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Sarah Poland and Christopher Marvell
Belgrave Gallery, St. Ives, 10th - 31st July 2006
This summer's exhibition season began in some style on Saturday with the opening of what may prove to be one of St Ives' strongest exhibitions of 2006. The evening's sultry damp accompanied a substantial (and clearly thirsty) throng to be entertained not only by the quality of the works on view, but also by an unusual and original performance by one of the featured artists and a catalysing supply of Kir.
Essentially, the new Belgrave Gallery show is comprised of two solo exhibitions sharing mutual space. Therein, Christopher Marvell's seemingly unsubtle but curiously engaging sculpture in bronze, intertwines almost seamlessly with Sarah Poland's explosively Romantic, landscape-derived, semi-abstract paintings in oil. Presented in the manner of a public exhibition, Gallery Director Michael Gaca's proven ability to hang a show in a way sympathetic both to the demands of the space and the needs of the works, is demonstrated to satisfyingly coherent effect.
Sarah Poland's debut solo outing is a confidant affair, where sizeable canvases impose themselves on the senses by virtue of an almost visceral physicality, coupled with an effusive appeal to the subjective inscape; the landscape in all of us. Her paintings fall into three distinct but related groups. Best exemplified by the raw power of Disturbing A Sleeping Carn (which references Bryan Wynter's Birds Disturbing The Sleep Of A Town (index page)), the first of these are her near-representational landscapes, which deploy a predominance of black and lemon yellow in voluptuous description of the physical, with a tacit overlay of the psychological. In these, Poland's feel for oil paint finds free expression in energetic, paint-heavy representations of her focal landscape.
The second group of works are entirely abstract in presentation, but are also patently possessed of that same landscape. Dissolution and Divine Motion, for example, are works that relate directly to the artist's physical and intellectual experience of landscape, but which, when reinterpreted and titled, lead the viewer into a theatre of langue for her emotional parole. The third group of works had their genesis illustrated to the assembled crowd via a short performance by the artist. Accompanied by a double bass and folk fiddle, Sarah Poland danced and drew simultaneously, allowing the movements of her body to guide her mark-making. A series of paintings in the exhibition are derived from similar drawings - made as she either danced in the studio space, or walked through the landscape. The resultant works, Raga, Make It Happen (right), and Mareel, for example, are intriguingly beautiful abstract works that attain a strong sense of representation from the unselfconscious input of the body's movement through space.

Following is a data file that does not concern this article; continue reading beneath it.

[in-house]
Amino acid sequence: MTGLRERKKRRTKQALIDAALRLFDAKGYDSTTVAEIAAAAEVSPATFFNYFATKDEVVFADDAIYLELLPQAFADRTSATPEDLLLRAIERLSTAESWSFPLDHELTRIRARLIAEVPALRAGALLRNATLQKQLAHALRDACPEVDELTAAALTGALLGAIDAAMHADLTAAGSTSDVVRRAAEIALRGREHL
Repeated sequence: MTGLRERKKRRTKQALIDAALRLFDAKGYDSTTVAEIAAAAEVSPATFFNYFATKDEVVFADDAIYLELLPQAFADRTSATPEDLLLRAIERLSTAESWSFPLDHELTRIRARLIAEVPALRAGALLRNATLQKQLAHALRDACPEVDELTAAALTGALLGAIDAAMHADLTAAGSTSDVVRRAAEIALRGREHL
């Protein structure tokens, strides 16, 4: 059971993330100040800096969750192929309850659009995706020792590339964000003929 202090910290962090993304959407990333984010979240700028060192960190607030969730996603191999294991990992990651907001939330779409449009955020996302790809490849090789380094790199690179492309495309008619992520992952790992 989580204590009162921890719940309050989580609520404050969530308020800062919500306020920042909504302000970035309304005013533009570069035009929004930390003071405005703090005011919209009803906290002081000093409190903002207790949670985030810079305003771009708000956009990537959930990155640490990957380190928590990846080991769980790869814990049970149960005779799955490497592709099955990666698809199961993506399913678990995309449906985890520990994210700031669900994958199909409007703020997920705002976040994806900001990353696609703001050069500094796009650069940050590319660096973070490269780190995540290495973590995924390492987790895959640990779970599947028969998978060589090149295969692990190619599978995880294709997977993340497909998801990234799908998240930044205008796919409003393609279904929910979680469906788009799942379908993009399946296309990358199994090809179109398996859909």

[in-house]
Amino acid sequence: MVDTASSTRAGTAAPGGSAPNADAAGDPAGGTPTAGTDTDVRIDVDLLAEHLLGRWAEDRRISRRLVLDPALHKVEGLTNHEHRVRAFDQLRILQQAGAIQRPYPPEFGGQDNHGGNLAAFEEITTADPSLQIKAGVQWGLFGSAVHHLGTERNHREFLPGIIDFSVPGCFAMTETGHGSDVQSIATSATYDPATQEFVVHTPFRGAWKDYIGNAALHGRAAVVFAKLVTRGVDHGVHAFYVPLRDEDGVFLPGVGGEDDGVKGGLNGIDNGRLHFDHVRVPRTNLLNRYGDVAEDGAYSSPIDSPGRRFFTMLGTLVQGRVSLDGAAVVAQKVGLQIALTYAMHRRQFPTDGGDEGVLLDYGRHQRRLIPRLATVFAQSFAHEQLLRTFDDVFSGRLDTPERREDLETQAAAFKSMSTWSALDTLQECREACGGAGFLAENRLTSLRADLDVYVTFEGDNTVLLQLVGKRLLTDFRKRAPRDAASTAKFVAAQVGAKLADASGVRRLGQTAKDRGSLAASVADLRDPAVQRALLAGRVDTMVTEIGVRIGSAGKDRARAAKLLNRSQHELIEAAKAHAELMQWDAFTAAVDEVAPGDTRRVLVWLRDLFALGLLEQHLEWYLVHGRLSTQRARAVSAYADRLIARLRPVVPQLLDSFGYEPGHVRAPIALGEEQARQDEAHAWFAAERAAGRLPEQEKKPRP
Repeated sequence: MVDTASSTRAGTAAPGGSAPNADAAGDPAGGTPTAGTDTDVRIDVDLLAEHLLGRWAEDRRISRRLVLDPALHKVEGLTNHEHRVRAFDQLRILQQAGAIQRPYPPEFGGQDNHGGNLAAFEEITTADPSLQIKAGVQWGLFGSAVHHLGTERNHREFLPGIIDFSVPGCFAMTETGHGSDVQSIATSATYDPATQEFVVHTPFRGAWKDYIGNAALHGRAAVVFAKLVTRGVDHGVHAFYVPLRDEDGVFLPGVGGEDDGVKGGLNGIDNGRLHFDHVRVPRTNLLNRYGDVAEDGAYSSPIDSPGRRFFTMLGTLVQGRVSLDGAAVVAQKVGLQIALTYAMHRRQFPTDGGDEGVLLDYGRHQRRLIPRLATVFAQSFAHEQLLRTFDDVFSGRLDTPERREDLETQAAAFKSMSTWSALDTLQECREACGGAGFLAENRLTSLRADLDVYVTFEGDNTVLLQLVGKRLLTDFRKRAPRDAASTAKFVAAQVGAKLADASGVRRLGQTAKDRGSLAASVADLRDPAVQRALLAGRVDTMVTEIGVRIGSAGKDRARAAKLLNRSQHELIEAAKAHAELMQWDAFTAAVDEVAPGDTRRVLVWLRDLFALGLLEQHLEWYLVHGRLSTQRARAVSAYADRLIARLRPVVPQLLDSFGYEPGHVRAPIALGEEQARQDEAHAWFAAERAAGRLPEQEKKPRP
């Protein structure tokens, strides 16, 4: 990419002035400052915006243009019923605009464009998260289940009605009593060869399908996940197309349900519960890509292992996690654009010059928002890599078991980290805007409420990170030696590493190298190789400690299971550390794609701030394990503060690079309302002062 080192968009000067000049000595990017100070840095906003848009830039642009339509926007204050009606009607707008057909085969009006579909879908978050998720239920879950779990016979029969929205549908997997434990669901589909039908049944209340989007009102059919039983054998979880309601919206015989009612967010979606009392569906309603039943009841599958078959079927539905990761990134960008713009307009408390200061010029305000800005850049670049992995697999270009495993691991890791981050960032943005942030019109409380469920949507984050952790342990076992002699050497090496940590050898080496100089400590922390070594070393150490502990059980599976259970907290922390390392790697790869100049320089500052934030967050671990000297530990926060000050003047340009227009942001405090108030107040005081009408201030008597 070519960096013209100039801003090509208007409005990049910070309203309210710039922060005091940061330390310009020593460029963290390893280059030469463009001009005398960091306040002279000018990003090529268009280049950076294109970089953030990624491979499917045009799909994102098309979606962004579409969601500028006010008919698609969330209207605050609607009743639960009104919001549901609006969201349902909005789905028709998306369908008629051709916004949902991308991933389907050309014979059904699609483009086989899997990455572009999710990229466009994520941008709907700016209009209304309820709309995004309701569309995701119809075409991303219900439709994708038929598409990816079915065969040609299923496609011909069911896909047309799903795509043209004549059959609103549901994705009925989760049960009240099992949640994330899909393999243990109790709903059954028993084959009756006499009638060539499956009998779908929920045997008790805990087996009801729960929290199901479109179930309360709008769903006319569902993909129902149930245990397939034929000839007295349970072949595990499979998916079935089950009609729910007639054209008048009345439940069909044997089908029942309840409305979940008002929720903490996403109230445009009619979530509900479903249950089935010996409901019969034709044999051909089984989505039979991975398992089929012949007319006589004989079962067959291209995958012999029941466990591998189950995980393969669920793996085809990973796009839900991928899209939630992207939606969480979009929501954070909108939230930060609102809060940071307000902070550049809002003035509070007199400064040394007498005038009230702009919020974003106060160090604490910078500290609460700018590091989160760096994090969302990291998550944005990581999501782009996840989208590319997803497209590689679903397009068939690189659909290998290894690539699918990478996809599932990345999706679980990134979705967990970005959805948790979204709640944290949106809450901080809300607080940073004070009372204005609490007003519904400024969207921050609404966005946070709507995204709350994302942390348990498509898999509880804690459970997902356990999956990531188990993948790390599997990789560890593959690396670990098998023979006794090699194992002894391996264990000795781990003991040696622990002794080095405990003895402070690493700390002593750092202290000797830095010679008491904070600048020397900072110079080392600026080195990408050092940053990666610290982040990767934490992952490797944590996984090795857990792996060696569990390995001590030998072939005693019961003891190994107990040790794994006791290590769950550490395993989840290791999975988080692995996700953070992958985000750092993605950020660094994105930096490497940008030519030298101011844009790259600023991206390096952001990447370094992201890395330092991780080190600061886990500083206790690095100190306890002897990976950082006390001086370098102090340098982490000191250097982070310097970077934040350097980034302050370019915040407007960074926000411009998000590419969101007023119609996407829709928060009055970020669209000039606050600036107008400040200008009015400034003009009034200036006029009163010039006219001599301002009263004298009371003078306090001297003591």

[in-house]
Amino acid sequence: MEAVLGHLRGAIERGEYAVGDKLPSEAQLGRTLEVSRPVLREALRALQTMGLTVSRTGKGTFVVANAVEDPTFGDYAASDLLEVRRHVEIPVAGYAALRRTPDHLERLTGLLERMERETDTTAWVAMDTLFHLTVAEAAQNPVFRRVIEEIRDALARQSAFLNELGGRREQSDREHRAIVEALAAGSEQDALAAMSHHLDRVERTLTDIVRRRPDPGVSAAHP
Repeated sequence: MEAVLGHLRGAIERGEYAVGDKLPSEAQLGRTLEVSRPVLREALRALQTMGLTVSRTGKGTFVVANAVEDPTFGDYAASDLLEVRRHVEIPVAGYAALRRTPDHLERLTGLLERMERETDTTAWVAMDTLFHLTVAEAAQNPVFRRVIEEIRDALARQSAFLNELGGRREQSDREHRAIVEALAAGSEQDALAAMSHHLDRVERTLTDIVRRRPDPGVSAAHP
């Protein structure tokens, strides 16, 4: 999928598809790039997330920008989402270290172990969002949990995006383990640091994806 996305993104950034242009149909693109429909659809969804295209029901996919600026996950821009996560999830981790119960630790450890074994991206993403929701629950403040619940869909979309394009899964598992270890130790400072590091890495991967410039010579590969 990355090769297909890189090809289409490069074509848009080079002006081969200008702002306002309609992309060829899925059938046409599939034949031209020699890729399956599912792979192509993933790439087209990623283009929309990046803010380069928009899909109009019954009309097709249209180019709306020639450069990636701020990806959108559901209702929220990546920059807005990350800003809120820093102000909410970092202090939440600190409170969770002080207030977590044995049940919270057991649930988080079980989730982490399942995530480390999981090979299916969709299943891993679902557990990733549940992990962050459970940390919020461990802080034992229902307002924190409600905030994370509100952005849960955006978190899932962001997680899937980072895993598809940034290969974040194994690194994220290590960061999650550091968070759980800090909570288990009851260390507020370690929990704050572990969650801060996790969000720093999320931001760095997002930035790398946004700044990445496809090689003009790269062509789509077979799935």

Sarah Poland's success in this first major showing of her work lies in the coherency of her enquiry. She makes paintings for her own good reasons, using a scale that references Modernism, but which essentially expresses a personal form of landscape-based Romanticism. The self-evident importance of her communication is underlined by the almost brutal honesty of her paint's application, by the use of an intense compositional style that renders space almost entirely non-existent, and by an attitude that invites you to drown in the work before it smothers you.
It is a simple fact that there is not enough good, new sculpture in St. Ives, and so it is pleasing to find a veritable menagerie of the stuff under the one-and-same roof. (It is also a simple fact, by the way, that it's not every day that you'll find a life-size sheep in the Belgrave Gallery.) Christopher Marvell is a well-established sculptor making his first major showing in St. Ives. His sculpture is made from heavily patinated, cast bronze, and centres on representations of human and animal figures, often presented in juxtaposition to one another (left). Despite the occasional whiff of whimsicality, Marvell's figures can achieve an irresistible balance between an engaging playfulness and a more serious mode of expression. Roughly cast and often inscribed with words and symbols, his human figures in particular manage to convey an understanding of pathos that lends weight to the work. Small Birdwatcher, Crowd, Penzance Dog, and Birdwatcher Head, in particular, resonate through their articulation of wonder; of non-conformity; of modesty; of humanity; of sheer dogginess. These are figures beset by gravity, aspiring to the sublime. The striking Penwith Bird moves toward the human in it's form and size, and renders flight irrelevant, and his Bird is a charming and lyrical conception of simple beauty.
This 'particular head' preferred Christopher Marvell's boats boys and birds to his beasts, but nevertheless enjoyed the whole exhibition tremendously. And as for Sarah Poland, well I expect that next time her Kirs will be Royale.
article first published in the St Ives Times and Echo
images courtesy of the Belgrave Gallery